Composer Nick DiBerardino, whose “27 Morningside” won the Portland Chamber Music Festival’s 2013 International Composers Competition, was in good company Saturday night, sandwiched between a new arrangement of Ravel’s “Mother Goose Suite” and a superlative performance of Vivaldi’s “The Four Seasons” by festival musicians at the University of Southern Maine’s Abromson Community Education Center.

DiBerardino’s “27 Morningside,” which the composer suggests is a kind of ode to home, did not suffer very much by comparison. In it, DeBarardino (b. 1989) demonstrates a first-rate talent and a unique voice at a young age.

He uses the piano as a percussion instrument, but also makes the strings — cello and violin — imitate its voice before the introductory fragments coalesce into surprisingly harmonious melody. I don’t know what the home at 27 Morningside was like, but its subterranean grumblings and knockings reminded me of the mansion in “Home Alone.”

The composer also has a flair for using rhythm and pauses to build excitement. The ending was spectacular but must have been a nightmare for the players to count.

The program opened with the “Mother Goose Suite” in an arrangement by Roland Kato for piano, violin, viola, cello and bass. The combination is halfway between the piano and orchestral versions, and gives clarity to the melodic lines, without the heaviness of the orchestral version. The bass, played by David Allen Moore, was perfect for characterizing the beast in the “Beauty and the Beast” movement.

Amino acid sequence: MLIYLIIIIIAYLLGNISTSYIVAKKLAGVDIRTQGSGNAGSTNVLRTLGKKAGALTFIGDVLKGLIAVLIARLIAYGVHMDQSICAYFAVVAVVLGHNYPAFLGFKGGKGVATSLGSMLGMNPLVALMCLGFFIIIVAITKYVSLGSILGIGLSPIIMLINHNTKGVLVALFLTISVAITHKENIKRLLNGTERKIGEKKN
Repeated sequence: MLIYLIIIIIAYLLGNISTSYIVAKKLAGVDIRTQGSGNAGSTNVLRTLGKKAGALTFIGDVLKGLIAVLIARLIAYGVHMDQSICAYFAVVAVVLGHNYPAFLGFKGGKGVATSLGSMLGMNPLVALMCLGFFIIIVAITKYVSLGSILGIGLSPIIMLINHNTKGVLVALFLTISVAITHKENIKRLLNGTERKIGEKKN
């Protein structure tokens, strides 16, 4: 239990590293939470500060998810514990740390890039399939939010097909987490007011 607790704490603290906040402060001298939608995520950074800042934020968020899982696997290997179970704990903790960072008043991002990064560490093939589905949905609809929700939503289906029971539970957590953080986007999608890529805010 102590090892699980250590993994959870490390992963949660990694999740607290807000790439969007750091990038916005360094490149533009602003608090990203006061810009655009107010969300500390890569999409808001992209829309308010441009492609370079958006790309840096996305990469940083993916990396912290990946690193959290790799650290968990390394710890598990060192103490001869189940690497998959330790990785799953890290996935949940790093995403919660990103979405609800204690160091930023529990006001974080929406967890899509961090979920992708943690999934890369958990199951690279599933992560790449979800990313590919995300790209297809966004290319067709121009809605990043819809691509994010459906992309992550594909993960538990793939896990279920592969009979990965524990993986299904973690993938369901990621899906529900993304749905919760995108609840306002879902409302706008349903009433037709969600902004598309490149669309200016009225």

Downplaying the triumphal cadences at the end of “The Fairy Garden” was disappointing but almost made up for by the pianistic fireworks of Rieko Aizawa.

The jewel of the evening was that old chestnut, Vivaldi’s “Four Seasons,” made totally new and fresh in spite of competing fireworks at Hadlock Field. The small string orchestra, with harpsichord continuo by Peter Sykes, demonstrated ample power when necessary and carried delicate pianissimo passages that would have remained unheard on a recording. It also provided precise entrances and instantaneous dynamic changes.

What really made the difference, however, was the virtuoso violin playing of Frank Huang. Conductors often forget that the “Seasons” comprise four violin concertos of considerable difficulty, not merely tone paintings of atmospheric phenomena.

Treating the concertos as the display pieces that they are gave an unusual excitement to the performance.

One could have asked for more volume in the harpsichord part, but that is totally due to the instrument, which plays at the same volume no matter how the keys are struck.

It did not detract from the performance, and when the harpsichord was allowed to speak, in the adagio molto of Concerto No. 3, the effect was magical.

The Portland Chamber Music Festival continues on Thursday, Aug. 15, and Saturday, Aug. 17.

Christopher Hyde’s Classical Beat column appears in the Maine Sunday Telegram. He can be reached at:

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